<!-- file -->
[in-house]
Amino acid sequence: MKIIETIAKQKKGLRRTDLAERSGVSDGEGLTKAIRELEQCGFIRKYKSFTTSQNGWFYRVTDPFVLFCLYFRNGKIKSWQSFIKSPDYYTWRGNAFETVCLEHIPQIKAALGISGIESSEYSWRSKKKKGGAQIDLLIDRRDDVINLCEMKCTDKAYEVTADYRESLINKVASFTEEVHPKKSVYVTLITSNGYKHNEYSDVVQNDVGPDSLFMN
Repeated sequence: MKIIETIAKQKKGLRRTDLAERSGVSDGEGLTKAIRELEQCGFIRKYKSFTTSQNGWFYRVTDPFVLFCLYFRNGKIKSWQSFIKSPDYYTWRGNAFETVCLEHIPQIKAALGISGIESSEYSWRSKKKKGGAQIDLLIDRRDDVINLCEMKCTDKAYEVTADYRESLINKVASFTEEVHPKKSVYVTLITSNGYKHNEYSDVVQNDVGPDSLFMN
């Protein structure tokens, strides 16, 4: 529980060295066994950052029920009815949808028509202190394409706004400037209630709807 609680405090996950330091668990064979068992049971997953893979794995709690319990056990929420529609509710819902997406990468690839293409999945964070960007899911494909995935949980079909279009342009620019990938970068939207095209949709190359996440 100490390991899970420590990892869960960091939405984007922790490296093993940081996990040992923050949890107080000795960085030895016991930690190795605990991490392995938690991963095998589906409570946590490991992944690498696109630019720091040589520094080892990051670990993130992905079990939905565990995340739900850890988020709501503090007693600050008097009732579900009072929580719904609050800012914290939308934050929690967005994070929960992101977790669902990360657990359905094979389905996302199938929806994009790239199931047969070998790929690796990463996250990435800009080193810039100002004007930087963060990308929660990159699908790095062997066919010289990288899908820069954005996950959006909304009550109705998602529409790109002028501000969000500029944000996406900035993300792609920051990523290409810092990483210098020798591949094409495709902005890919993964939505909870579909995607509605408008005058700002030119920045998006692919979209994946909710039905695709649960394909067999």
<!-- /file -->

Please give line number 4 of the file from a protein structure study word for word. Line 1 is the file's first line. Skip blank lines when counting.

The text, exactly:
């Protein structure tokens, strides 16, 4: 529980060295066994950052029920009815949808028509202190394409706004400037209630709807 609680405090996950330091668990064979068992049971997953893979794995709690319990056990929420529609509710819902997406990468690839293409999945964070960007899911494909995935949980079909279009342009620019990938970068939207095209949709190359996440 100490390991899970420590990892869960960091939405984007922790490296093993940081996990040992923050949890107080000795960085030895016991930690190795605990991490392995938690991963095998589906409570946590490991992944690498696109630019720091040589520094080892990051670990993130992905079990939905565990995340739900850890988020709501503090007693600050008097009732579900009072929580719904609050800012914290939308934050929690967005994070929960992101977790669902990360657990359905094979389905996302199938929806994009790239199931047969070998790929690796990463996250990435800009080193810039100002004007930087963060990308929660990159699908790095062997066919010289990288899908820069954005996950959006909304009550109705998602529409790109002028501000969000500029944000996406900035993300792609920051990523290409810092990483210098020798591949094409495709902005890919993964939505909870579909995607509605408008005058700002030119920045998006692919979209994946909710039905695709649960394909067999």